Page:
These are the tours in and out of Frankfurt.
Jewish communities established in the Middle Rhine cities of Mainz, Worms and Speyer circa 10C, are the earliest Jewish settlements in Europe and are very important in Ashkenazi history. The total name SHuM is an acronym from initial letters of Speyer, Worms and Mainz in Hebrew.
Mainz will be the first of the three ShUM cities we will visit. We will see the grave of Mainz’s most famous Jewish son, Rabbenu Gershom ben Judah (960-1040). His wisdom was such that he was named Meor Ha-Golah – “Light of the Diaspora”, and his teachings and decrees had a major impact on Jewish life over the centuries, so much so that one might consider him the father of Ashkenazic Judaism. Rabbenu Gershom founded a great yeshivah in Mainz which became the leading Torah academy of its time in Europe and attracted the likes of Rashi, the famous French commentator of the Bible and Talmud. We will also visit Mainz’s magnificent new synagogue and community centre which was inaugurated in 2011 and enthusiastically supported by the City of Mainz. The silhouette of the synagogue forms an outline of the letters of the Hebrew word Kedusha (holiness or sanctification), symbolising the revival of Jewish life in Mainz. Beyond its Jewish claim to fame, Mainz was also the birthplace and home of Johannes Gutenberg, whose invention of moveable type enabled the widespread printing of books and documents. His technical and artistic achievements are presented in a museum in the heart of the old section of Mainz which also exhibits the writing and printing of numerous different cultures. You will be able to visit this, and other museums and galleries, during your free time in Mainz.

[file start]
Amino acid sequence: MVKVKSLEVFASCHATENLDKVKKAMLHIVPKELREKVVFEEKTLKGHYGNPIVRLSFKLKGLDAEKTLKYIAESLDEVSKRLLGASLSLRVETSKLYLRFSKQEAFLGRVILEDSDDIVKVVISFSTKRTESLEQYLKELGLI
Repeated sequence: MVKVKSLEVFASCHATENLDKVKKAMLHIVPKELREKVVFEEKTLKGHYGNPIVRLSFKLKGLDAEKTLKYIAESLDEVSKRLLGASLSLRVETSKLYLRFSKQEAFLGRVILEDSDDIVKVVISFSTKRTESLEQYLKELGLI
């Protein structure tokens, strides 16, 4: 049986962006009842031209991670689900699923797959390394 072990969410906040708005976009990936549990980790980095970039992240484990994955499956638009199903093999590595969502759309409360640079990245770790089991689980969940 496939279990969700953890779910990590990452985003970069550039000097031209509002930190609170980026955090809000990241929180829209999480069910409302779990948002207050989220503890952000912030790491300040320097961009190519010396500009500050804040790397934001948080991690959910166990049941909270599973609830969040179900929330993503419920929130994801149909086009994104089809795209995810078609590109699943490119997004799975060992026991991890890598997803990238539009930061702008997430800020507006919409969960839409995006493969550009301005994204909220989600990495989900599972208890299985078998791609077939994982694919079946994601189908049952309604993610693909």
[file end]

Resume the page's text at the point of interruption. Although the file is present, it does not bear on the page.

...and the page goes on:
Following our tour of Mainz we will move on to nearby Worms. The fact that it was also referred to as “little Jerusalem” bears testimony to the importance of Worms´ medieval Jewish community. The city also serves as an extraordinary example of the conservation and revival of places in Germany today connected to Jewish history. We will visit the “Holy Sands” cemetery, the oldest preserved Jewish burial place in Europe which, amazingly, escaped the ravages of Nazism largely unscathed. We will stop at the gravestone of Rabbi Meir of Rothenburg, the leading figure of C13th German Jewry about whose remarkable life we will have more to say prior to our departure for Munich in a few days time. In Worms we will also visit the reconstructed C11th Rashi Synagogue and the so-called C17th Rashi Chapel.
Day tour of Speyer and Heidelberg
We will begin the day with a visit to Speyer and thus conclude our tour of the three ShUM cities. In the Middle Ages, Speyer was home to one of the most significant Jewish communities in the Holy Roman Empire. We will commence at the C11th Speyer Cathedral and learn about the Bishop who invited Jews to settle in Speyer in 1084 with the proclamation that “I would increase the honor I was bestowing on the place if I brought in the Jews.” We will see the remnants of two synagogues and the mikveh which dates back to 1128 and was built by the same stone masons who constructed the Speyer Cathedral. We will also explore the treasures of Worms’ small Jewish museum.